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Regional reactions to the protests in Vietnam

by Simon Tay and Nicholas Fang

Special To The Japan Times

We now know Vietnam’s immediate reaction to China’s recent steps to begin drilling for oil in a part of the South China Sea that both sides claim. More than 20,000 Vietnamese workers spilled out of control at two Singapore-run industrial parks, attacking factories thought to be Chinese-owned.

With reports that dozens have been killed and more hospitalized, other manufacturers have been closing out of precaution. Global supply chains have felt the effects and Hanoi has wisely asserted domestic order.

Will conflict escalate? Must Vietnam be the only one to protest or will others too respond?

History testifies to the real dangers of conflict between China and Vietnam. The two neighbors fought over the Paracel Islands in 1974, when China completed its effective control and Vietnam lost more than 50 personnel. They clashed again along their border in 1979. Anti-China street protests have grown in recent years, showing nationalistic fervor.

Until now, countervailing factors have prevented conflict. Soon after the end of the Cold War, the respective communist parties that run the two countries developed layered dialogue on territorial issues at sea and along their long shared border. While upholding its claims, Hanoi restrained criticism.

Current events may upend this process. Even as angry statements ensue, it is worth watching whether parties can possibly and quietly return to the dialogue process, away from public glare.

In any event, it is not only Vietnam that should respond. Others with competing claims — Brunei, Malaysia and the Philippines — must take heed. Manila has already angered Beijing by taking up international arbitration and recently arresting Chinese nationals for fishing in contested waters. Philippine President Benigno Aquino once likened China to Adolf Hitler.

Brunei and Malaysia have been relatively tame in their responses but may now need to steel themselves. Each has recently experienced Chinese vessels assertively venturing into nearby waters.

The Association of Southeast Asian Nations, as the regional voice, will be pressed to take sides. The group’s ministerial meetings so far have declined to single out China but instead express “serious concerns” about recent developments.

It would be right to urge a peaceful resolution in accordance with international law and speed up discussions on a Code of Conduct that both sides have promised.

If further concerns arise, ASEAN must be expected to speak up. But will China care? There is a sense that China is looking past Vietnam and the region.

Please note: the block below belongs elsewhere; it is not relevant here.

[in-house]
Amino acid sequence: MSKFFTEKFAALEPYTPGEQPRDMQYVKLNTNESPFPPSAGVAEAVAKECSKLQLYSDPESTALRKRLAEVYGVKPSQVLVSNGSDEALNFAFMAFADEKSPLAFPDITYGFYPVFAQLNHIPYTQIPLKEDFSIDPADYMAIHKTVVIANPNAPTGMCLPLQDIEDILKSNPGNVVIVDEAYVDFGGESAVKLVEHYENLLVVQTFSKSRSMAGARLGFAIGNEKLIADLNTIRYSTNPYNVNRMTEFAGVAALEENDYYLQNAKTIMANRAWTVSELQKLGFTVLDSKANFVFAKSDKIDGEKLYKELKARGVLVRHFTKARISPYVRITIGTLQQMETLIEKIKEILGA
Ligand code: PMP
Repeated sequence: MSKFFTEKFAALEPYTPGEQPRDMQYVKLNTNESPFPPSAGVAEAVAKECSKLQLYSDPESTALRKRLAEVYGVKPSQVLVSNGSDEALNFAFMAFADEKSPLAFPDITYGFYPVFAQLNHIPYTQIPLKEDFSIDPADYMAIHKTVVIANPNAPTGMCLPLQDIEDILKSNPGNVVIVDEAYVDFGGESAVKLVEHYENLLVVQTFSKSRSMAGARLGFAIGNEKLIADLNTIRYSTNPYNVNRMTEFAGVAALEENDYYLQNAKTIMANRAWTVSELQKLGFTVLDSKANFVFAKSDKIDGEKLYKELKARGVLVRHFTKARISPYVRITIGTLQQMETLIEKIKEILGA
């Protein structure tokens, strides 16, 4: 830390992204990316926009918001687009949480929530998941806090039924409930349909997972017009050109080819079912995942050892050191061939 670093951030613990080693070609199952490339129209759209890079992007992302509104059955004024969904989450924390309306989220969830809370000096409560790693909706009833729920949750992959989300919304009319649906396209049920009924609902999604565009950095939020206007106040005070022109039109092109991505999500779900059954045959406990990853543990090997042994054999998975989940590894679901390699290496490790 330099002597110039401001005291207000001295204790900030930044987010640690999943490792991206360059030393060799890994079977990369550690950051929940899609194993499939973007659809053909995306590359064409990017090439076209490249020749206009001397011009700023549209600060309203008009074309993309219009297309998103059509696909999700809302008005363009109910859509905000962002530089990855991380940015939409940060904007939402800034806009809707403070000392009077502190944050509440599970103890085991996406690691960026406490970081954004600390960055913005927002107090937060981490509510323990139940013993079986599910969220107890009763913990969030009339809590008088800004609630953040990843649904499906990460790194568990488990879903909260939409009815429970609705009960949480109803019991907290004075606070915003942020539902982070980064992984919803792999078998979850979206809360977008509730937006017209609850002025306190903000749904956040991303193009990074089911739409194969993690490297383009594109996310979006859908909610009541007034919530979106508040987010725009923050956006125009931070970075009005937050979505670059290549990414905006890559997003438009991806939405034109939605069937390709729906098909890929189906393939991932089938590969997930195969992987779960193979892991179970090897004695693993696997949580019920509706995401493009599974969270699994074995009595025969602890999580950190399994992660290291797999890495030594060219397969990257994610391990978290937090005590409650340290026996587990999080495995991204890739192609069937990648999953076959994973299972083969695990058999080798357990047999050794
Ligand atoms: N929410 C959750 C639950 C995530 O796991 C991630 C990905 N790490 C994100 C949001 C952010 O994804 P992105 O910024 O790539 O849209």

Place this action in a broader context of Beijing’s standoff with Tokyo over the Senkaku/Diaoyu islands, and its declaration of an Air Defense Identification Zone. Note that China’s action came soon after U.S. President Barack Obama’s Asian visit that put security reassurance at the top of the agenda. China’s action can be understood as a push back against the Obama administration’s policy to ‘pivot’ or rebalance toward Asia.

Shrewdly China has acted against Vietnam, which is not a U.S. ally. Each step taken, from China’s perspective, is justified and in isolation, may not seem significant. Collectively, however, some will read an orchestrated effort by China to move the status quo in its favor.

It remains unclear if the U.S. sees it this way and how they might respond. So far, U.S. Vice President Joe Biden has said the country does not take sides in the dispute while a State Department spokesman characterized Chinese actions as “provocative and unhelpful.”

In response, a senior Chinese leader, Gen. Fang Fenghui, blamed the U.S. “pivot” for giving neighboring countries a chance to “provoke problems.” This came even as the general visited Washington for a high-level dialogue with U.S. Defense counterparts.

China has put relations with the U.S. on a new plane as a “major power” dialogue partner. This seeks to better manage the complex and interdependent relationship between the current and rising superpowers on global issues. This tests America’s commitment and emphasis in rebalancing to Asia.

If the Obama administration presses too hard, this could jeopardize a range of other interests on which China’s cooperation is needed. Yet, if it does not respond, the president’s security reassurances will mean little. Reversing China’s present action may be asking too much. But it will take more than finger wagging to convince Beijing that there is real cost against a further step.

The Vietnamese reaction has been angry and immediate. No doubt the Philippines will promptly protest out of solidarity. Beyond this, broader implications will ripple through the region and indeed across the Pacific.

Most still wish to cooperate with a rising China while maintaining stability in the region. While no one should demonize Beijing, all have to be wary of mute acquiescence; this will require thoughtful and more measured responses.

Simon Tay and Nicholas Fang are, respectively, chairman and executive director of the Singapore Institute of International Affairs. Both were part of the Singapore delegation that attended the Third Singapore-U.S. Strategic Dialogue in Washington last week.

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